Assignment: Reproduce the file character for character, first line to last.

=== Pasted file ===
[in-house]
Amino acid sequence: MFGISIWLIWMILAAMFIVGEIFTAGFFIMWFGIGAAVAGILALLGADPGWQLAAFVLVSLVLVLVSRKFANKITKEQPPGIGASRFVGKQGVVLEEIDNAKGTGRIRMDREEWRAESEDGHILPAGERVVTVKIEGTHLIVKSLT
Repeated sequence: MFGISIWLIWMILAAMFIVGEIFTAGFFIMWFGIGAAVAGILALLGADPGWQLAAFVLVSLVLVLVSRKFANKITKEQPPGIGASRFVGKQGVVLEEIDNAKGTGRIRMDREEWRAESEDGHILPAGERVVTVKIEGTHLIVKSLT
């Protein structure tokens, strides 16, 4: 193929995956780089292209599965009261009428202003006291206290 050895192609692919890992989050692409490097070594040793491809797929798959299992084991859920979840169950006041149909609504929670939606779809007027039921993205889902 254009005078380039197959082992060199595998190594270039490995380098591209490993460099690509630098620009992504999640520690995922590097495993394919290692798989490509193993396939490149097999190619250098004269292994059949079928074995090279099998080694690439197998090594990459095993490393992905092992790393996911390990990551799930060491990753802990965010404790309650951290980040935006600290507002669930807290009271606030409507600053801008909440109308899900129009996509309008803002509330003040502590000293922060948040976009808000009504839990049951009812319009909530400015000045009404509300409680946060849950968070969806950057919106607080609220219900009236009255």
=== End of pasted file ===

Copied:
[in-house]
Amino acid sequence: MFGISIWLIWMILAAMFIVGEIFTAGFFIMWFGIGAAVAGILALLGADPGWQLAAFVLVSLVLVLVSRKFANKITKEQPPGIGASRFVGKQGVVLEEIDNAKGTGRIRMDREEWRAESEDGHILPAGERVVTVKIEGTHLIVKSLT
Repeated sequence: MFGISIWLIWMILAAMFIVGEIFTAGFFIMWFGIGAAVAGILALLGADPGWQLAAFVLVSLVLVLVSRKFANKITKEQPPGIGASRFVGKQGVVLEEIDNAKGTGRIRMDREEWRAESEDGHILPAGERVVTVKIEGTHLIVKSLT
């Protein structure tokens, strides 16, 4: 193929995956780089292209599965009261009428202003006291206290 050895192609692919890992989050692409490097070594040793491809797929798959299992084991859920979840169950006041149909609504929670939606779809007027039921993205889902 254009005078380039197959082992060199595998190594270039490995380098591209490993460099690509630098620009992504999640520690995922590097495993394919290692798989490509193993396939490149097999190619250098004269292994059949079928074995090279099998080694690439197998090594990459095993490393992905092992790393996911390990990551799930060491990753802990965010404790309650951290980040935006600290507002669930807290009271606030409507600053801008909440109308899900129009996509309008803002509330003040502590000293922060948040976009808000009504839990049951009812319009909530400015000045009404509300409680946060849950968070969806950057919106607080609220219900009236009255």